|Wednesday, 15 October 2003|
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SU's desperate antics
The Sihala Urumaya, we are told, had organised a trek to the disputed Wan Ela camp which the LTTE has claimed is built on territory occupied by it. By threatening to launch the march the Sihala Urumaya has sought to show its strong attachment to the majority community of this country and what the party considers is the community's heritage, besides showing scant regard for the State, the SLMM and the law of the land. Our minds are taken back to the tactics used by militant, atavistic organisations in this part of the world, which commanded little support among the people, to further their obscurantist causes.
The classical theory underlying guerrilla revolutionary practice was that the grievances already existing among the people should be exploited by them to expand their support base and that once thus fortified they should take on the State security forces with the aim of seizing governmental power.
Militant, communal organizations which came into being in this region in the early and mid Eighties stood this theory on its head. Rather than wait till the time is ripe for the launching of the visualized popular insurrection, these groups resorted to the tactic of "creating" grievances among the targeted population by provoking retaliatory acts on the latter by the State security forces. In other words, even if grievances didn't exist among the people, they were sought to be created by the militants who didn't command any significant support among the people.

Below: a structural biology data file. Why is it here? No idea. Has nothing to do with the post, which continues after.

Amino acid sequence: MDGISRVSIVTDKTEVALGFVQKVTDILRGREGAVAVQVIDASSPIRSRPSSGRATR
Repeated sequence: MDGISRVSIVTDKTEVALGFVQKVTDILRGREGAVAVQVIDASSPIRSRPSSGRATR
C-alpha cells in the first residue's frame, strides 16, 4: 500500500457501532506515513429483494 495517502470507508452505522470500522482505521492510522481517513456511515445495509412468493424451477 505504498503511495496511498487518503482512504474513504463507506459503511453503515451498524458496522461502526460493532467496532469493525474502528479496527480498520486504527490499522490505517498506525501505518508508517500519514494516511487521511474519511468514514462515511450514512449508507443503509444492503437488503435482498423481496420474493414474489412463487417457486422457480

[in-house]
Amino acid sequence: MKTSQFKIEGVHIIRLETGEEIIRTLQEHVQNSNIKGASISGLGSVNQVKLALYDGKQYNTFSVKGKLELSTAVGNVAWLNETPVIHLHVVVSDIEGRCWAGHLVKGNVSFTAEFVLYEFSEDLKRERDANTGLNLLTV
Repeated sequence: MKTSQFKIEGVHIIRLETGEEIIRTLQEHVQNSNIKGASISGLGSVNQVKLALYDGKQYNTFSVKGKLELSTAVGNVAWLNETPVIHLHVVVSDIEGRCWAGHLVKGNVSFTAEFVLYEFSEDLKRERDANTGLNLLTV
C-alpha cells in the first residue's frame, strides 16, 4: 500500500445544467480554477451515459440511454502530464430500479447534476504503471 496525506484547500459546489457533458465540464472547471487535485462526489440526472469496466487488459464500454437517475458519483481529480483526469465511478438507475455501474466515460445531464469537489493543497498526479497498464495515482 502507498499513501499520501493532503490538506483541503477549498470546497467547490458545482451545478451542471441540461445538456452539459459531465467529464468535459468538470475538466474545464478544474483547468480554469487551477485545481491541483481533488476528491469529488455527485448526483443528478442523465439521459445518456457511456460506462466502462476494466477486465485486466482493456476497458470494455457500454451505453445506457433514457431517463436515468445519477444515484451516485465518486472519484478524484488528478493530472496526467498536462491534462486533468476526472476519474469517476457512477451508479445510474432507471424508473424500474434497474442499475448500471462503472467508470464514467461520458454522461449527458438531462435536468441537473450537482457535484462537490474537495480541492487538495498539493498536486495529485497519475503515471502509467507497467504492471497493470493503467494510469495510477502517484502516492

Now, the Sihala Urumaya has still to prove that it has a following worth speaking of among the Lankan electorate. Its dismal performances at successive elections is the proof of this. Even over a single seat it occupied in Parliament a few years ago, a savage free for all broke out among its membership which proved that it was more a divided house than a united organization.
By resorting to its own brand of "long marches" we wonder whether the SU too is trying to foist grievances and disaffection among its following, so as to bringing it into collision with the law enforcers. In other words, the SU is spoiling for a fight with the State, realising that it is left with no other way of breeding more supporters for its cause. These observations are forced on us by the present histrionics of the SU which are in brazen violation of law and order.
Rather than resort to these extra-parliamentary measures which would only destabilize internal law and order, it would be worth the SU's while to go before the people with their "cause" at future hustings and thereby enable the public to arrive at an objective assessment of its support base and strength. Inviting trouble on its few supporters and attempting to force the arm of the State are tried and tested methods which have only driven political groups into the wilderness. What has, for instance, become of the Punjab-based Khalistan Commando Force? The Sikhs are today, far better off by not having them around.
The SU should ponder the writing on the wall. The extremist call has very few takers among the public. This only power continues to alternate only among the country's moderate political parties. Polls results now clearly indicate that the people want a negotiated political solution to the conflict. The path of violence stands rejected.
Produced by Lake House